Frank Lloyd Wright had a deserved reputation for expensive and not necessarily very weather-resistant buildings. He was always testing the boundaries of what was possible and sometimes tipped over the edge. His original design for the now iconic “Falling Water” proposed that the concrete parapets be covered in gold leaf.

The Frank Lloyd Wright archives also revealed some 900 drawings he prepared for the American Readi-Cut System of prefabricated houses between 1911 and 1917. Even Wright’s famous powers of persuasion were not enough to win the day back then.

As a further reality check on how slow the introduction of new ideas and innovations has been in our industry, computer-stored and computer-generated construction details were being employed by large-scale contractors in England as early as the 1970s.
BIM may be the future, but it began more than 40 years ago. So don’t expect a quick uptake by our very conservative industry.

A new enterprise called Prefab New Zealand is promoting a gradual increase in the use of prefabrication. However, the scale of the New Zealand construction industry counts against any future vision of houses appearing fully formed off production lines.

In the USA it has been shown that a minimum rate of three complete houses each day is needed before a production line becomes economic. Issues around quality assurance and proof of compliance may also count against complete factory production.

Never happened:

Computer on the back of the ute

Happened instead:

Our growing obsession with mobile phones and tablets
The concept of a laptop computer on every builder’s ute or SUV was to allow for the delivery of quality data directly to the building site. Builders could access and respond to these multiple data sources as work progressed.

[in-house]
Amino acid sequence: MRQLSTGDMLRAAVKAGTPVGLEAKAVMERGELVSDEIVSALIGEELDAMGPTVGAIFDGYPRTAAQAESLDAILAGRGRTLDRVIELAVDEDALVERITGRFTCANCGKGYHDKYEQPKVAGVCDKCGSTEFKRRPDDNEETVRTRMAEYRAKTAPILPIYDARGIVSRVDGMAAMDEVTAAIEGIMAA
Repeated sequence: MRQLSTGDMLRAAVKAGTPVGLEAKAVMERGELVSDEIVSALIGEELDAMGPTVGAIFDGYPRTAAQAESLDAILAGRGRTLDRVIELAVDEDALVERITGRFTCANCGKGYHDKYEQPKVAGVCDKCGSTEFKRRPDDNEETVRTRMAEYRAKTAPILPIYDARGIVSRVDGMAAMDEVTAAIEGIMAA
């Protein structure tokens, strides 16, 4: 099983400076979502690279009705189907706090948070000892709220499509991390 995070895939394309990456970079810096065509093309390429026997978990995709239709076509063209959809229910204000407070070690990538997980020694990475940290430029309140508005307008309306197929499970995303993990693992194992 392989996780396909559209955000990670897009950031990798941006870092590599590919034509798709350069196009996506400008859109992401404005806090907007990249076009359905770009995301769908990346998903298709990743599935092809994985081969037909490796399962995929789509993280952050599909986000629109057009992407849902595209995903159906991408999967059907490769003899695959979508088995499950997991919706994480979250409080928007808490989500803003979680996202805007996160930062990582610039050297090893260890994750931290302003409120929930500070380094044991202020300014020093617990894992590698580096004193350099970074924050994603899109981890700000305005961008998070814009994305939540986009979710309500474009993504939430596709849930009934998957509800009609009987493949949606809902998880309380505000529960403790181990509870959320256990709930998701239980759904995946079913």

There are few technical hurdles to this occurring, and a number of web sites and data sources provide information of value and interest to builders. But it has never quite made it across the line as a well used, well resourced project tool.

I wonder if anyone has gathered statistics on how much of the air time on mobile phones and tablets is spent on useful pursuits? How much is used for essential private or business connectivity as against social chit chat, updating Facebook, checking news and weather, selfies and tweets?

And yet connectivity has become one of the leading cost factors in family and business budgets. Surveys in the USA have shown that cellphone costs alone have risen at a rate of 15% annually for the past 10 years.

With the future — if you can believe Telecom/Spark — being even more focused on delivering data and entertainment online, the increase in total connectivity costs is likely to skyrocket.
And how much of these significant cost increases are, from a business viewpoint, going to deliver added value?

Yes, there have been some efficiency gains due to everyone being better and more effectively connected. However in terms of real knowledge transfer, the gains are much more ephemeral.

I suspect that builders may need to wait a little longer for true online connectivity.